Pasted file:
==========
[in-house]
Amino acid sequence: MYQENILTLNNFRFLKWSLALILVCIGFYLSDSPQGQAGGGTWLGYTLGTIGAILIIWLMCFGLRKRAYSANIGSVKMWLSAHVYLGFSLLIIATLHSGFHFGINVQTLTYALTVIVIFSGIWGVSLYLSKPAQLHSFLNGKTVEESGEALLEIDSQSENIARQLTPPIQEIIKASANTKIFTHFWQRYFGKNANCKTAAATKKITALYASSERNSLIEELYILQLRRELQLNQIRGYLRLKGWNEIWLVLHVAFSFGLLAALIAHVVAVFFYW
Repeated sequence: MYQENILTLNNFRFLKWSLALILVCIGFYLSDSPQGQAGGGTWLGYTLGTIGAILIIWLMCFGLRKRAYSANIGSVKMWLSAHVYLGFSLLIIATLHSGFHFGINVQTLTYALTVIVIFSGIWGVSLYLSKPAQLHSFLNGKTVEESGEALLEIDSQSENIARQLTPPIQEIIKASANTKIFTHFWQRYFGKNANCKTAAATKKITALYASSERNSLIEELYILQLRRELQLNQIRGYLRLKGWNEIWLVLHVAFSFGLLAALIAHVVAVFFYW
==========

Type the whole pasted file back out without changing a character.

[in-house]
Amino acid sequence: MYQENILTLNNFRFLKWSLALILVCIGFYLSDSPQGQAGGGTWLGYTLGTIGAILIIWLMCFGLRKRAYSANIGSVKMWLSAHVYLGFSLLIIATLHSGFHFGINVQTLTYALTVIVIFSGIWGVSLYLSKPAQLHSFLNGKTVEESGEALLEIDSQSENIARQLTPPIQEIIKASANTKIFTHFWQRYFGKNANCKTAAATKKITALYASSERNSLIEELYILQLRRELQLNQIRGYLRLKGWNEIWLVLHVAFSFGLLAALIAHVVAVFFYW
Repeated sequence: MYQENILTLNNFRFLKWSLALILVCIGFYLSDSPQGQAGGGTWLGYTLGTIGAILIIWLMCFGLRKRAYSANIGSVKMWLSAHVYLGFSLLIIATLHSGFHFGINVQTLTYALTVIVIFSGIWGVSLYLSKPAQLHSFLNGKTVEESGEALLEIDSQSENIARQLTPPIQEIIKASANTKIFTHFWQRYFGKNANCKTAAATKKITALYASSERNSLIEELYILQLRRELQLNQIRGYLRLKGWNEIWLVLHVAFSFGLLAALIAHVVAVFFYW